In 1958, South Africa’s government denied John Marshall entry into the country. He was then separated from ≠Oma Tsamkxao and his community until he was finally allowed to return in 1978. What he found upon his return was startlingly different from previous years. Much of the Bushmen’s land had been taken over by the government and they were moved to a settlement called Tshumkwe and thus stopped their traditional hunter and gatherer life.

Marshall’s films continued to document the lives of ≠Oma Tsamkxao’s family and in 2002 he finally completed his five part “A Kalahari Family” film series that illustrates the changes that occurred over that half century of contact. John Marshall sadly passed away this April 22 of lung cancer. As a remembrance of the man and his contributions to the field of ethnographic film, we are showing two of the five films from his series and also the early short film, “A Joking Relationship.”

How do societies that are based on polygynous marriages operate? The famous husband and wife ethnographic filmmaking team, David and Judith MacDougall, investigate this very question. They lead the viewers into the world of the Turkana, semi-nomadic herders of northwestern Kenya, and explore their polygynous families. In one of their films of the “Turkana Conversations” trilogy, “A Wife Among Wives,” a Turkana man matter-of-factly states, “It’s customary for us to have five wives. A man with one wife is not considered married. He’s called ‘one-vagina. He’s useless.” Th women would complain, “Who will look after the animals all? She might tend the camels…but not the goats…, goats but not camels. Who would build fences? Who would water livestock? Who will do these things?” Wives actively search for additional wives with whom they can share this work.

◎Transsexual and Homosexual Families

For those who do not identify with the physiological classifications that society imposes upon them, the idea of marrying someone of the opposite sex is a very distressing thought. In the Islamic nation of Pakistan, there is a small group made up of men who, while physically male, mentally see themselves as women. There is nothing to distinguish them from women, neither their dress and appearance nor their mannerisms. They come together to form families, which, in turn, make up a larger social group. In this kind of family, with one of the older members playing the role of mother and teacher. The members of the family also do not have sexual relations with one another. In the film “Koran und greller Schminke/Transsexuelle in Pakistan,” we can see how their culture accepts and respects these transgendered individuals. Their main occupation is as dancers at birthday and wedding celebrations and they are thought to bring joy and blessings to the partygoers.

Mickey Chen, in his film “Scars on Memory,” explores the extreme sadness of A-long, a gay man, whose dream of living as a family with his partner A-yen is shattered by A-yen’s death. A-long tells A-yen’s sisters, “Today I would like to thank all of you for being able to accept me. I have been warmed by my contact with your family.” The end is bittersweet; through this tragedy, those who were left behind can come together to form a family.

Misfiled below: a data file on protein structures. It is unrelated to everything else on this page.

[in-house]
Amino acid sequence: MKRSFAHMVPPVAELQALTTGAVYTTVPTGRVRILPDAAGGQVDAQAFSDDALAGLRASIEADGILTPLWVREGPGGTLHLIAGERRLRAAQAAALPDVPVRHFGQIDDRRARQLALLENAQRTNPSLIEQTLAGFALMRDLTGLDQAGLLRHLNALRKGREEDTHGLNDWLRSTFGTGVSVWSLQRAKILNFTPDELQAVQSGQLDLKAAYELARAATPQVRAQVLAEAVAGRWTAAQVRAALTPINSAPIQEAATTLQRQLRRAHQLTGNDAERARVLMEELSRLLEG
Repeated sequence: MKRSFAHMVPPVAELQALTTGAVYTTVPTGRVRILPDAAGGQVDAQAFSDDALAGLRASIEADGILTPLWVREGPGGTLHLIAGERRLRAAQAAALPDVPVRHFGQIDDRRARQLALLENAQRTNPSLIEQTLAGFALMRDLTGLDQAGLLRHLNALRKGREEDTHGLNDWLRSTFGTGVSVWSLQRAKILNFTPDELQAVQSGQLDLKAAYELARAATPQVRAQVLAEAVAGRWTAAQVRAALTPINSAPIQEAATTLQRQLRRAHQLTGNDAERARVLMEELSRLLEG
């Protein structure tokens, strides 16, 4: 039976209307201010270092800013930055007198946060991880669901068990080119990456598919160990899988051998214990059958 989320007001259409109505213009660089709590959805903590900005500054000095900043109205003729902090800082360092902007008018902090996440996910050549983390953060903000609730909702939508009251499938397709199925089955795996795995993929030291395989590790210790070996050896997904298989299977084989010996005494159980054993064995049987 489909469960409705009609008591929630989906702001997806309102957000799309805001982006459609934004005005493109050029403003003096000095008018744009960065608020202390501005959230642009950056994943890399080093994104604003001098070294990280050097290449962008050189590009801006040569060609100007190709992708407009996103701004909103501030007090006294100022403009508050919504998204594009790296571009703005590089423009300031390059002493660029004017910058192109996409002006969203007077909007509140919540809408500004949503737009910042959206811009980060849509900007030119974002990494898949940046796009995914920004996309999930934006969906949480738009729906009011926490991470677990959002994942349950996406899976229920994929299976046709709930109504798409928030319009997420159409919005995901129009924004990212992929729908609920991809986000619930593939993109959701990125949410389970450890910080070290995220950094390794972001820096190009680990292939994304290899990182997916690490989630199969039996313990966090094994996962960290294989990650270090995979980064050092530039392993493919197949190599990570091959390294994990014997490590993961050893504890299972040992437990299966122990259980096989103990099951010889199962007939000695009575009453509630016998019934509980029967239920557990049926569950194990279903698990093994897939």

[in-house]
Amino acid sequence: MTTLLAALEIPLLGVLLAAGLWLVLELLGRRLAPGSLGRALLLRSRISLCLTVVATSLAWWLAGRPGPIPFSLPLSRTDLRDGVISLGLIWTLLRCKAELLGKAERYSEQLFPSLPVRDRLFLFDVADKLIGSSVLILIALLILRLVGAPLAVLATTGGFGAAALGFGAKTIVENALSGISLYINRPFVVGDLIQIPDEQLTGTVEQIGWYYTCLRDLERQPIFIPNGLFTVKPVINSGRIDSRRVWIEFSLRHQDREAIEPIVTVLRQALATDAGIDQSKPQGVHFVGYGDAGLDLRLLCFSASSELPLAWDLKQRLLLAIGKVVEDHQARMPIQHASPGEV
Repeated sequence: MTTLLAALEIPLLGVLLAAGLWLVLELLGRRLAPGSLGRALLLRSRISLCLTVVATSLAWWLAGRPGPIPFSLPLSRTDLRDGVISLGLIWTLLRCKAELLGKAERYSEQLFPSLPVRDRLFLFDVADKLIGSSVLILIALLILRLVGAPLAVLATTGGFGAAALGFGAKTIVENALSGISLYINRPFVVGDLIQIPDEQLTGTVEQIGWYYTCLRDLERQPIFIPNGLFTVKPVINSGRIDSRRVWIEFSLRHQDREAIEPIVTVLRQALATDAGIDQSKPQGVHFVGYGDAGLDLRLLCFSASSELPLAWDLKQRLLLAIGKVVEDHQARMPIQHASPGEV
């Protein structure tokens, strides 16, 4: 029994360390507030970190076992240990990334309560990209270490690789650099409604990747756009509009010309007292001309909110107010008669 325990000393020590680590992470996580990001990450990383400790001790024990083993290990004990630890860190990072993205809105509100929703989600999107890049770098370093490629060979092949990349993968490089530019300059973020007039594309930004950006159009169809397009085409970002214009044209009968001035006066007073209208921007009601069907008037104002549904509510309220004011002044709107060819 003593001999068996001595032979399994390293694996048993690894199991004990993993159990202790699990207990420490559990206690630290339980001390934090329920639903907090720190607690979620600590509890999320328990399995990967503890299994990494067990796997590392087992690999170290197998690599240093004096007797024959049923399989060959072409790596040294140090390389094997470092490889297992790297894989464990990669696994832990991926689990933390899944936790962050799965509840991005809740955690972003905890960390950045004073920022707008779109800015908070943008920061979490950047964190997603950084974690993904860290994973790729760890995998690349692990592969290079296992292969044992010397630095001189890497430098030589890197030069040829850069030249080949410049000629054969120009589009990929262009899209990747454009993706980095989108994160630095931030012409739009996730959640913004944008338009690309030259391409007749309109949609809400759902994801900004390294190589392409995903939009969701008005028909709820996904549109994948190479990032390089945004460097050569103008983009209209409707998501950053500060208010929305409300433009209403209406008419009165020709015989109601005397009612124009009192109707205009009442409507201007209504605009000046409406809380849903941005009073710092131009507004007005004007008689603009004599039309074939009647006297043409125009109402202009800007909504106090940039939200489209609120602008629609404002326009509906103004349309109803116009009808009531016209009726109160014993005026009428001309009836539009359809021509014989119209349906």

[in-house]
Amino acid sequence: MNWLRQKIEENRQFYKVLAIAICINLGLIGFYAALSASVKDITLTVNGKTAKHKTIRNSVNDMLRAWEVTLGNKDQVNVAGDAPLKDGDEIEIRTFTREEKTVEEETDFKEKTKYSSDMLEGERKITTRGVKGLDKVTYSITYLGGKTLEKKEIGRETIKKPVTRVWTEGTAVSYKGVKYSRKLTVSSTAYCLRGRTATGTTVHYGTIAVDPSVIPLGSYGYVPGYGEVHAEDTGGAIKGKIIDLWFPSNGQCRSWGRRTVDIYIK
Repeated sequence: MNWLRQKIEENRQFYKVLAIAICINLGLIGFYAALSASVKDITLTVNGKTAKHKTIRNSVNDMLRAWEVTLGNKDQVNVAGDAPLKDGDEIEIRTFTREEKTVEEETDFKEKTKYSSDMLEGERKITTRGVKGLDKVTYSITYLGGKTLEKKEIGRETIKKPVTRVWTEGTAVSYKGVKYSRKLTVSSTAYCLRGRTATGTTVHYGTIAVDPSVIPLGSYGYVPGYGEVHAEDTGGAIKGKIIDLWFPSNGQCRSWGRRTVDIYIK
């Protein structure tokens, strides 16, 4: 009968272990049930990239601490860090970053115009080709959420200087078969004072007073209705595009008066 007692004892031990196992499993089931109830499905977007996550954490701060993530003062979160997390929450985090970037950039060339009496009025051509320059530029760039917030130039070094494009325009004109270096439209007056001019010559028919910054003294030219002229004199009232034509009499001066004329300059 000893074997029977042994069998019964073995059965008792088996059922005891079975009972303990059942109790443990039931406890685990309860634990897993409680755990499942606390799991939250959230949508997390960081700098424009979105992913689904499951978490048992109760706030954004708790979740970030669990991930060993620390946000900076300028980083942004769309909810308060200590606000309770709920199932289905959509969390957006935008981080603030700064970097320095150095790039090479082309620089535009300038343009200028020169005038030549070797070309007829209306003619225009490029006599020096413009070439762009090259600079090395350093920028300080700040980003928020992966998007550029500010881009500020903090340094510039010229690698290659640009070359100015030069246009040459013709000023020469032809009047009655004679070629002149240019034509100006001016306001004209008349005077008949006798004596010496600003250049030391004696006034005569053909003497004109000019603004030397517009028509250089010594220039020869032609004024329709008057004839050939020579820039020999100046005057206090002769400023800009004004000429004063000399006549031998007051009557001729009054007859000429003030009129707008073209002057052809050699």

Can two men start a family and give birth to children? “Paternal Instinct” is a film that gives a vibrant real-life example. Mark and Erik are a couple who plan to use artificial insemination to have a child. They find a surrogate mother through the Internet, who gives birth to their two daughters, first Mark’s then Erik’s. Although they have realized their dream, what kind of moral and legal issues does this method of giving birth and creating a family bring up?

◎ Scarred and Atypical Families

Of the films selected for this year’s festival, the one that was most unforgettable and painful for me was “My Beloved Child.” Family photos appear on the screen, but the father’s face is always cut out of the movie frame. He is a faceless father, whose daughter still carries the scars on her body and soul that he inflicted upon her. This Norwegian documentary examines a tragedy of domestic violence and incest and the ensuing case of patricide. It uses exquisite and ingenious ways to uncover the scars and give the viewer a direct look at a dark side of family.

Families can also be harmed when they come in contact with groups other than their own. The film “Dhakiyarr vs. the King” recounts the story of an Australian Aborigine leader who kills a white constable on aboriginal territory. He is imprisoned and put on trial, but no one knows his ultimate fate. His family is deeply traumatized by his disappearance. Even more disturbing, since his body was never found, his descendants cannot carry out the traditional funeral ceremony and are thereby prevented from returning the power and wisdom of his soul to his people. Seventy years later, a white and aboriginal family search for the path to reconciliation.

What does family mean to young girls who themselves give birth to children? In the Nicaraguan film “Girls to Mothers,” I can see the bewilderment and hesitation in the eyes of the still immature young mothers and fathers when faced with the new life they have brought into the world. At the end of the film,an astonishing fact appears on the screen, “Every day an average of 400 children are born in Nicaragua, 100 of them to adolescent mothers.”